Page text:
Apple has bent its own App store guidelines to promote the paid subscription of its digital services as the company is looking at various ways to generate revenue. The company earlier reported its slowest sales in iPhones in a decade.
Apple apps that have bent rules
Among the rules of the App store that Apple has bent is the prohibition of push notifications for marketing. Earlier, the company had prohibited the use of push notification to market products by third-party apps, but Apple has started using it to market its Apple Music which is an online music streaming service. Last month, Apple used ‘push messages’ to promote its three-month free trial for music subscribers and later it started using notifications for another Apple music promotion.
Apple News app:
The latest offender of the rules bending program in App store guidelines that Apple has undertaken is its News app. The guideline for third-party applications and developers is that the pricing and subscriber related information has to be displayed so that the users can make informed decisions. It was also introduced so that the users do not fall prey to auto-subscription and other such activities. But now the Apple News app itself is not complying to it as it does not display pricing and subscriber information which has irked other app developers.
Apple has been rejecting apps even if a small clause in the guidelines is missed but has decided to ignore it when it comes to their apps which has made many developers unhappy. In a tweet, they complained that the Apple app was designed in such a way that they could maximize marketing and other third-party developers were not allowed to do so. Many other major app developers like Spotify have started complaining about Apple thwarting competition in its App store to promote its products. Many app developers have raised an antitrust complaint against the company as they believe that the App store limits choices and blocking innovations and hurting the user experience.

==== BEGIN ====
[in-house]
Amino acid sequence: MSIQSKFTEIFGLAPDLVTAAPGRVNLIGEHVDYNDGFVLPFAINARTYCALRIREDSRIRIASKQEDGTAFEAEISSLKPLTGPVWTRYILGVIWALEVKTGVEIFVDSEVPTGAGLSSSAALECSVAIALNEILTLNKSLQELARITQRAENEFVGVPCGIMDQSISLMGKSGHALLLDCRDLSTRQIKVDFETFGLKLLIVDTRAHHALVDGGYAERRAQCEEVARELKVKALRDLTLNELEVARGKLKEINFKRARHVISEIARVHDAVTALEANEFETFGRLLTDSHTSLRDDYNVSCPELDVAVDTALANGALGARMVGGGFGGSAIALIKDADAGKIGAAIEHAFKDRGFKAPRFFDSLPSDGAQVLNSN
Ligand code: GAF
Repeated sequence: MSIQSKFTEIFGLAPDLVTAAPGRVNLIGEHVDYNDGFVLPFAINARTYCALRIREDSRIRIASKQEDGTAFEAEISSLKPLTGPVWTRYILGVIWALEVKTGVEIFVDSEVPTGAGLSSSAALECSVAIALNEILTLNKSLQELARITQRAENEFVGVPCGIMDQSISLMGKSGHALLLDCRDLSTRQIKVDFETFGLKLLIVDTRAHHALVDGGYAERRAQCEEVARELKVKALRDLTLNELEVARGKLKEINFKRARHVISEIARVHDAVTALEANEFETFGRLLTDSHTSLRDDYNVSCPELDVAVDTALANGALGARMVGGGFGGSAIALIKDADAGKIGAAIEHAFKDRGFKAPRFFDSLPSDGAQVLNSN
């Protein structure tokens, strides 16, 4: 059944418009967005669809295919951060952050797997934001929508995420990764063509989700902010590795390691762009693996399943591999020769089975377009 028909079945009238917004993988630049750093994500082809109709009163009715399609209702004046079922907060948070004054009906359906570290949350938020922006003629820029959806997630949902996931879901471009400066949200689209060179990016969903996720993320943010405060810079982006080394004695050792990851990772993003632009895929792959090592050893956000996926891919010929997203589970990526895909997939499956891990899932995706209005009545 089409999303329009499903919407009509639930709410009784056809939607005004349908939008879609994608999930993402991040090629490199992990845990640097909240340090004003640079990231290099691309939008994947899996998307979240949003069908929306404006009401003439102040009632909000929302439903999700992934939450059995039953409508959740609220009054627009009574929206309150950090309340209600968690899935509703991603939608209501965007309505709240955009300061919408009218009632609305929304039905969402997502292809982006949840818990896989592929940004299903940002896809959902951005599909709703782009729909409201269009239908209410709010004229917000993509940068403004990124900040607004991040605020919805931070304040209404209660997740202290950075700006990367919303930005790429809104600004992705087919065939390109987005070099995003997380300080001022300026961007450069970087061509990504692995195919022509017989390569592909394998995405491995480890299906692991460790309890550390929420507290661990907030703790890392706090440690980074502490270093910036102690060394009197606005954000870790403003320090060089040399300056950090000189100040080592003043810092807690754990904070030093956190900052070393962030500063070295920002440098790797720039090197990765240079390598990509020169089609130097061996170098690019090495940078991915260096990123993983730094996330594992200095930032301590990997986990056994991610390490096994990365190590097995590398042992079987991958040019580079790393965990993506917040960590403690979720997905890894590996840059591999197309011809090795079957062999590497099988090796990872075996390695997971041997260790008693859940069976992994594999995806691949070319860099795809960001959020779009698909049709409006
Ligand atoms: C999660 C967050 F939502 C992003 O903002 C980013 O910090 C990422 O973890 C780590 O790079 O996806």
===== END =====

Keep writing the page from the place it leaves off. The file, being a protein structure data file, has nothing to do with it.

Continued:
What does Apple say?
Though the company declined to comment on this issue, CEO Tim Cook in an interview conducted earlier said that the Apps submitted to its store is reviewed by humans before it is put up for downloads by users. He said in an interview,
“What users want from us and what we’ve always provided them is a curated platform. We think that what the user wants is someone that does review these apps.”